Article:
Statement of James M. Jeffords, I-Vt.
Superfund Subcommittee Hearing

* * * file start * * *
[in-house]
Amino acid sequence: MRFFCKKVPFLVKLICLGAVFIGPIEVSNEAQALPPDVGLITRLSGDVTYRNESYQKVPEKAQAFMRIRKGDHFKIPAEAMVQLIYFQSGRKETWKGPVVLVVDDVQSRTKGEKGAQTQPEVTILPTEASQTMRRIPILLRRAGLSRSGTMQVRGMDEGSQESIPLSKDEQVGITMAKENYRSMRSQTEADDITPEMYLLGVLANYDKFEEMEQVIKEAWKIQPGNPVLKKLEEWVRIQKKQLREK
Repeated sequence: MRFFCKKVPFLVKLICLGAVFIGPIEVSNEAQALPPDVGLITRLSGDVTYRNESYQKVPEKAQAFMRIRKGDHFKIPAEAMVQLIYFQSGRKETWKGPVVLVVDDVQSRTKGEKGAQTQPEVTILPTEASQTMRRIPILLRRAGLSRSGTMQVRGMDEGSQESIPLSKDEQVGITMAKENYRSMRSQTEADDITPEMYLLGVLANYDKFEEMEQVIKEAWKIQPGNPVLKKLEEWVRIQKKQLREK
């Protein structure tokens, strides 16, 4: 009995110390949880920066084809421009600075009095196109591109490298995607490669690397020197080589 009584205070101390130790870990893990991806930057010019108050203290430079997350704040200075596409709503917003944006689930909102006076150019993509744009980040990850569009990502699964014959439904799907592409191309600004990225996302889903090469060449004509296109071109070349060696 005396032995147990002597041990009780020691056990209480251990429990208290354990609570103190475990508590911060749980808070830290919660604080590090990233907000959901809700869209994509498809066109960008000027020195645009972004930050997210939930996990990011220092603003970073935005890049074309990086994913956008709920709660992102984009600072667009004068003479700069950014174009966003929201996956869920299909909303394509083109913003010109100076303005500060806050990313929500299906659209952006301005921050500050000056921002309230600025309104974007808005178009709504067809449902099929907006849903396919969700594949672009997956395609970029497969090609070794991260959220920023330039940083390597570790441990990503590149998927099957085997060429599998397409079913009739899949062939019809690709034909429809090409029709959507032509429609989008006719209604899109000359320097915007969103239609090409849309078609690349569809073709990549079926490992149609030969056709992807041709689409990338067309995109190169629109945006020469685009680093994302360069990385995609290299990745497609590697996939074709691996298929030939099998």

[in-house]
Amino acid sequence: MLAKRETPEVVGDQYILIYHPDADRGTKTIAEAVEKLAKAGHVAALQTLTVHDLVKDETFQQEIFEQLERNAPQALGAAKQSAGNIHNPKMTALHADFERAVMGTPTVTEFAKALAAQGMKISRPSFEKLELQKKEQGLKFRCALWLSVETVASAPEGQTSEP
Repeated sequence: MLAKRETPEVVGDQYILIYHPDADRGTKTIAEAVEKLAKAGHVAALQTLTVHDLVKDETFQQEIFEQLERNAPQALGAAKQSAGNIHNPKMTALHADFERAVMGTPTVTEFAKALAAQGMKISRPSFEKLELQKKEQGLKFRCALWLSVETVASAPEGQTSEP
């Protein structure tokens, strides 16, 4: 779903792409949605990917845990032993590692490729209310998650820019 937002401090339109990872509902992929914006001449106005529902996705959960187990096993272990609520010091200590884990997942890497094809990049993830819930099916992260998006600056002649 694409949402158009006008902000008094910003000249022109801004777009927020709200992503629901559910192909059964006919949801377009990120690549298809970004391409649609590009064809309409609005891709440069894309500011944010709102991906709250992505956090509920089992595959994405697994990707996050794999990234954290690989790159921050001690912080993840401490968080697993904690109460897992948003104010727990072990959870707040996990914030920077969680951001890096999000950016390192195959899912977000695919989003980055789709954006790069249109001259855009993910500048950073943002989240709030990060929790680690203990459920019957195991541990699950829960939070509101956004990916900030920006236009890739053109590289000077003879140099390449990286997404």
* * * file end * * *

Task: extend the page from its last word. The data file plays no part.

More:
Mr. Chairman, thank you for holding this hearing. Superfund has successfully cleaned up thousands of toxic waste sites and protected the health of millions of Americans. Thousands of communities have benefited from short-term removal actions, and remedies have been constructed at about 665 of the most contaminated sites in the nation. In addition, fear of Superfund liability has prompted corporate America to minimize its toxic waste generation and take extra care to prevent waste mishandling. The nation is healthier as a result. Yet, our work is not done. Even today, the EPA estimates that one in four Americans live within three miles of a Superfund site. Approximately 600 sites remain on the National Priorities List, with over 100 having “human exposure not under control.” Let me highlight four issues that must be confronted to ensure that the Superfund program is effective in protecting public health. First, we must fully fund Superfund, which has been on life support in recent years. In real dollars, the program is operating with about 35 percent less money than it had in 1993. The result of chronic underfunding is less cleanup. In Vermont alone, we have three sites that have languished for years on the National Priorities List due to insufficient funds. In this tight budget climate, the only way to fully fund the Superfund program is to reinstate the “polluter pays” fees. Second, we must make sure that companies that handle hazardous substances set aside enough money to meet their cleanup obligations before they cease operating. The EPA has yet to issue the regulations required in 1980 to address this problem. Third, a GAO Report I requested last year found that 83 percent of recent Superfund remedies were designed to leave residual contamination in place. Yet, the report found that controls to minimize future exposure to this contamination were rarely properly implemented, monitored, or enforced. If the EPA cannot resolve this problem, cleanups at thousands of sites will need to be revisited. Finally, the US Supreme Court ruled last year that parties liable under Superfund cannot sue other liable parties for contribution unless they themselves have been sued by the government. The result of this ruling is confusion and, I fear, fewer voluntary cleanups. A wide range of stakeholders, including major corporations, environmental groups, and the National Governors Association have called on Congress to overturn this decision. I hope we are able to do so before this Congress adjourns. Again, I thank the Chairman for holding this hearing.